The opposition necessary in a free state, like that of Great Britain, is not at all incompatible with that national concord which ought to unite the people on all emergencies, in which the general safety is at stake. It is the jealousy of patriotism, not the rancour of party ; the warmth of candour, not the virulence of hate ; a transient dispute among friends, not an implacable feud that admits of no reconciliation. The history of all ages teems with the fatal effects of internal discord: and were history and tradition annihilated, common sense would plainly point out the mischiefs that must arise from want of harmony and national union. Every school-boy can have recourse to the fable of the rods, which, when united in a bundle, no strength could bend; but when separated into single twigs, a child could break with ease.
I HAVE spent the greater part of my life in making observations on men and things, and in projecting schemes for the advantage of my country; and though my labours met with an ungrateful return, I will still persist in my endeavours for its service, like that venerable, unshaken, and neglected patriot, Mr Jacob Henriquez, who, though of the Hebrew nation, hath exhibited a shining example of Christian fortitude and perseverance.' And here my conscience urges me to confess, that the hint upon which the following proposals are built, was taken from an advertisement of the said patriot Henriquez, in which he gave the public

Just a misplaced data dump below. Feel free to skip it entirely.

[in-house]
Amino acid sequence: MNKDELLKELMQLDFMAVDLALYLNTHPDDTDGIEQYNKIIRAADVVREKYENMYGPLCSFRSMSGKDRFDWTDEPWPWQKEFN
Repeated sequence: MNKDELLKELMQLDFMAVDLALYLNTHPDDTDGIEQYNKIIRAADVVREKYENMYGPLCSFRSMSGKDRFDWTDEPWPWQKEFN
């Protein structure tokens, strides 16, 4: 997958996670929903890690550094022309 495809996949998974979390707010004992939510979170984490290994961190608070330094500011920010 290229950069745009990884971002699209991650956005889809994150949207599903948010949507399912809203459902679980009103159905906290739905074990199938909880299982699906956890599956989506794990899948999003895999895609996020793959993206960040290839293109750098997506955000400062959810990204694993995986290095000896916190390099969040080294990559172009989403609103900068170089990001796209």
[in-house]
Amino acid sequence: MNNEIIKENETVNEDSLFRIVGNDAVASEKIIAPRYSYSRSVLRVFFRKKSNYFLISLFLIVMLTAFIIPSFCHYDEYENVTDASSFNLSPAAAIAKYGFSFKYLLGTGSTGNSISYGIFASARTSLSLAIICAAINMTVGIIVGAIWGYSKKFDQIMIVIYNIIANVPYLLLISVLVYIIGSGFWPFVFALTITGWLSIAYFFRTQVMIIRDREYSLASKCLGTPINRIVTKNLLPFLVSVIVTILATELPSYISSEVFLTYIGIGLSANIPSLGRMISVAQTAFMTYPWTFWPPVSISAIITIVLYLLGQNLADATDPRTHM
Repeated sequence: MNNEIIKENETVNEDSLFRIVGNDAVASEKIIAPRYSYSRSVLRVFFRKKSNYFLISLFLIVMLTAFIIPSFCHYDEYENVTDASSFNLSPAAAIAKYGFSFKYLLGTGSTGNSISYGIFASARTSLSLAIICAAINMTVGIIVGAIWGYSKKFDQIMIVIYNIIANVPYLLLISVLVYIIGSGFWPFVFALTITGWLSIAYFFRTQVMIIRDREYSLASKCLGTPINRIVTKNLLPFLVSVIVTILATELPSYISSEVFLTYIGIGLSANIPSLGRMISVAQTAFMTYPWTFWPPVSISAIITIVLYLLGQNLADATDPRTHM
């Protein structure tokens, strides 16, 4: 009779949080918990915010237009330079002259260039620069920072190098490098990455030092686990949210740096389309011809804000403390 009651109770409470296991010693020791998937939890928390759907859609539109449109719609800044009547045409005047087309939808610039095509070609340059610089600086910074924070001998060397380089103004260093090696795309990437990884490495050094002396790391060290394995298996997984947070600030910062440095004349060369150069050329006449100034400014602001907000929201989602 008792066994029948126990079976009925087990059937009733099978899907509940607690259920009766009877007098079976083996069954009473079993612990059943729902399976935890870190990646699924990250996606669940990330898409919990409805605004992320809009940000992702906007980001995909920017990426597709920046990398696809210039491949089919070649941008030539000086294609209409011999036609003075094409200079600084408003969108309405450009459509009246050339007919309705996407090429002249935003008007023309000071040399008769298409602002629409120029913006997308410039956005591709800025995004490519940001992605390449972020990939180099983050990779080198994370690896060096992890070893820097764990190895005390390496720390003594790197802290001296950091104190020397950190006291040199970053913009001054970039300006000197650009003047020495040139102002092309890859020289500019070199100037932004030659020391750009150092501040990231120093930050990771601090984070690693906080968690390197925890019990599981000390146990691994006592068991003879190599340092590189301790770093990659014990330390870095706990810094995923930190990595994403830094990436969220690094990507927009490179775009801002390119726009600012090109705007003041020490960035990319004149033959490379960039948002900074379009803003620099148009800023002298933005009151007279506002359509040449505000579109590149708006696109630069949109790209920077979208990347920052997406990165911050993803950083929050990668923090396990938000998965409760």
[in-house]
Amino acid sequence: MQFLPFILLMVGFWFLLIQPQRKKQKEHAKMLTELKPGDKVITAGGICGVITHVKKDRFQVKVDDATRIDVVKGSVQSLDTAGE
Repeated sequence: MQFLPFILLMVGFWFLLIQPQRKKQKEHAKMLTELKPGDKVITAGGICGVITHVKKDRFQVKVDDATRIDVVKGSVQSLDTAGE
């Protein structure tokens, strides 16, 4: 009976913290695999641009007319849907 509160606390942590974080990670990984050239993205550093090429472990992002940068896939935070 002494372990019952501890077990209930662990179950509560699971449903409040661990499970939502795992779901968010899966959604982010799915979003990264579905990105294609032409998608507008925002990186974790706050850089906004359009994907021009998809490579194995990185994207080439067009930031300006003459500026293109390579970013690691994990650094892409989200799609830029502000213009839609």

understand, that Heaven had indulged him with «seven blessed daughters.» Blessed they are, no doubt, on account of their own and their father's virtues ; but more blessed may they be, if the scheme I offer should be adopted by the legislature.
The proportion which the number of females born in these kingdoms bears to the male children, is, I think, supposed to be as thirteen to fourteen: but as women are not so subject as the other sex to accidents and intemperance, in numbering adults we shall find the balance on the female side. If, in calculating the numbers of the people, we take in the multitudes that emigrate to the plantations, whence they never return; those that die at
"A man well known at this period (1762), as well as during many preceding years, for the numerous schemes he was daily offering to various ministers for the purpose of raising money by loans, paying off the national encumbrances, etc. etc., none of which, however, were ever known to have received the smallest notice.